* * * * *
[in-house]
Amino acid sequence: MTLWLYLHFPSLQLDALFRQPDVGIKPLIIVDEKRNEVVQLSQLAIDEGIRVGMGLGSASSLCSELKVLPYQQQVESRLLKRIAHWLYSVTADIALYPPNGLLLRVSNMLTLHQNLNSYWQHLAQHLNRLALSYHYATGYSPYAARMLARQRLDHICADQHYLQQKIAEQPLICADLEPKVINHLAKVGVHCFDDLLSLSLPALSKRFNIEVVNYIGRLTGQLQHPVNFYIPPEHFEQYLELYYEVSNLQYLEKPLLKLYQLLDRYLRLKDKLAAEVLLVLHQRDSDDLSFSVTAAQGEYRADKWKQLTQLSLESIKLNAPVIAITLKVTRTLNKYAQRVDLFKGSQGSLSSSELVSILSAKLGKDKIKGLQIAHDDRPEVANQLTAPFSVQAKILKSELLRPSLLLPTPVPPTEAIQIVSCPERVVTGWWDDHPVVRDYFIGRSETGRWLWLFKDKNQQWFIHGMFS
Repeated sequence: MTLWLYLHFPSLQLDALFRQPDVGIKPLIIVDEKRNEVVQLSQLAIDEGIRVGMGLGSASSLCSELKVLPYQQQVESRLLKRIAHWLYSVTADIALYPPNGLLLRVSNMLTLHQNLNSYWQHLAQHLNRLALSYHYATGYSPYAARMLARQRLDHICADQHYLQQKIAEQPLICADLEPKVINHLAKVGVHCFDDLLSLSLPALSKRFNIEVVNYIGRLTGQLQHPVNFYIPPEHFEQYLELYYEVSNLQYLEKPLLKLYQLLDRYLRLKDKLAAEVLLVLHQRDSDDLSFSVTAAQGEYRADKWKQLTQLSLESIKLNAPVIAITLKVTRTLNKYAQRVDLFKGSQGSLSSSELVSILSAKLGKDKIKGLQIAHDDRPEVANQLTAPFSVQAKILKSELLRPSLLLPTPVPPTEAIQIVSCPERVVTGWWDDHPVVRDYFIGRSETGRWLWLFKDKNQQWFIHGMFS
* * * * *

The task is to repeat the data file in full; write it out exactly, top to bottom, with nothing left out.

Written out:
[in-house]
Amino acid sequence: MTLWLYLHFPSLQLDALFRQPDVGIKPLIIVDEKRNEVVQLSQLAIDEGIRVGMGLGSASSLCSELKVLPYQQQVESRLLKRIAHWLYSVTADIALYPPNGLLLRVSNMLTLHQNLNSYWQHLAQHLNRLALSYHYATGYSPYAARMLARQRLDHICADQHYLQQKIAEQPLICADLEPKVINHLAKVGVHCFDDLLSLSLPALSKRFNIEVVNYIGRLTGQLQHPVNFYIPPEHFEQYLELYYEVSNLQYLEKPLLKLYQLLDRYLRLKDKLAAEVLLVLHQRDSDDLSFSVTAAQGEYRADKWKQLTQLSLESIKLNAPVIAITLKVTRTLNKYAQRVDLFKGSQGSLSSSELVSILSAKLGKDKIKGLQIAHDDRPEVANQLTAPFSVQAKILKSELLRPSLLLPTPVPPTEAIQIVSCPERVVTGWWDDHPVVRDYFIGRSETGRWLWLFKDKNQQWFIHGMFS
Repeated sequence: MTLWLYLHFPSLQLDALFRQPDVGIKPLIIVDEKRNEVVQLSQLAIDEGIRVGMGLGSASSLCSELKVLPYQQQVESRLLKRIAHWLYSVTADIALYPPNGLLLRVSNMLTLHQNLNSYWQHLAQHLNRLALSYHYATGYSPYAARMLARQRLDHICADQHYLQQKIAEQPLICADLEPKVINHLAKVGVHCFDDLLSLSLPALSKRFNIEVVNYIGRLTGQLQHPVNFYIPPEHFEQYLELYYEVSNLQYLEKPLLKLYQLLDRYLRLKDKLAAEVLLVLHQRDSDDLSFSVTAAQGEYRADKWKQLTQLSLESIKLNAPVIAITLKVTRTLNKYAQRVDLFKGSQGSLSSSELVSILSAKLGKDKIKGLQIAHDDRPEVANQLTAPFSVQAKILKSELLRPSLLLPTPVPPTEAIQIVSCPERVVTGWWDDHPVVRDYFIGRSETGRWLWLFKDKNQQWFIHGMFS